Meanwhile, she speaks from a privileged observatory…

«Privileged for the sense of our journalistic conversation, I would say. Because it allows me to be able to analyze the great amount of problems that arise when the student crosses the threshold of our universities. It would be all too easy to blame the problem under analysis by placing it on middle or high school teachers, but we cannot fail to notice how the previous grades of school education devote less and less time to reading as a source of enrichment of the linguistic baggage I mentioned».

Were you able to understand why reading is relegated to the rear of school education?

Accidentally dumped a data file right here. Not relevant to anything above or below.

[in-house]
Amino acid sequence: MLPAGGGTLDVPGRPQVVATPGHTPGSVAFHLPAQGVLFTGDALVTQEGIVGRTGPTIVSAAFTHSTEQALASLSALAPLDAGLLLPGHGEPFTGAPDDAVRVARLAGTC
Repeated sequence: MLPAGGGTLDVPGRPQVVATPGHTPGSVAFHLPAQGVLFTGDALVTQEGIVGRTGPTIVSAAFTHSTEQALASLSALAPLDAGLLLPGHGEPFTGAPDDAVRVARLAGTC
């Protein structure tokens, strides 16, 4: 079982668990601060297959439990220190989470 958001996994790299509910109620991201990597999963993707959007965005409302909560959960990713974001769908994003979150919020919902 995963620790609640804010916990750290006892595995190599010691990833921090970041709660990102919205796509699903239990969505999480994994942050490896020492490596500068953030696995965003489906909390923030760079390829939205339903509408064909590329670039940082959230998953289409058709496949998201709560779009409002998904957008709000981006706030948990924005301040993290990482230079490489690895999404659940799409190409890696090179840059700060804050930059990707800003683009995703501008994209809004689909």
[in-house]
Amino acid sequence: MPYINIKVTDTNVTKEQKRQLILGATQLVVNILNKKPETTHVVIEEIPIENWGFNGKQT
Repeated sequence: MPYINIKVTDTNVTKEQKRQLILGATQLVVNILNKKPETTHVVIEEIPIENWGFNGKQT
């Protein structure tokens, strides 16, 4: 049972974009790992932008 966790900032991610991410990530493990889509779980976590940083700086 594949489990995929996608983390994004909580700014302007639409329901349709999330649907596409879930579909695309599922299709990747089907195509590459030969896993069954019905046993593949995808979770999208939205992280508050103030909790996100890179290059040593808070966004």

«I’ve understood this over the years: the educational programs that young people are required to face, for example in what was the three-year period of classical high school, are extremely extensive and complex, such as to create obvious problems of completeness. Who among us remembers having come to study and read the authors more contemporary to us?».

The atavistic problem of studying the twentieth century, especially in its second half…

«The study of the last fifty years of the century continues to be neglected. We continue to dwell on Dante Alighieri and Alessandro Manzoni and almost ignore the authors ranging from Eugenio Montale to Antonio Pennacchi. Not to mention those of the year 2000».

University professor and writer…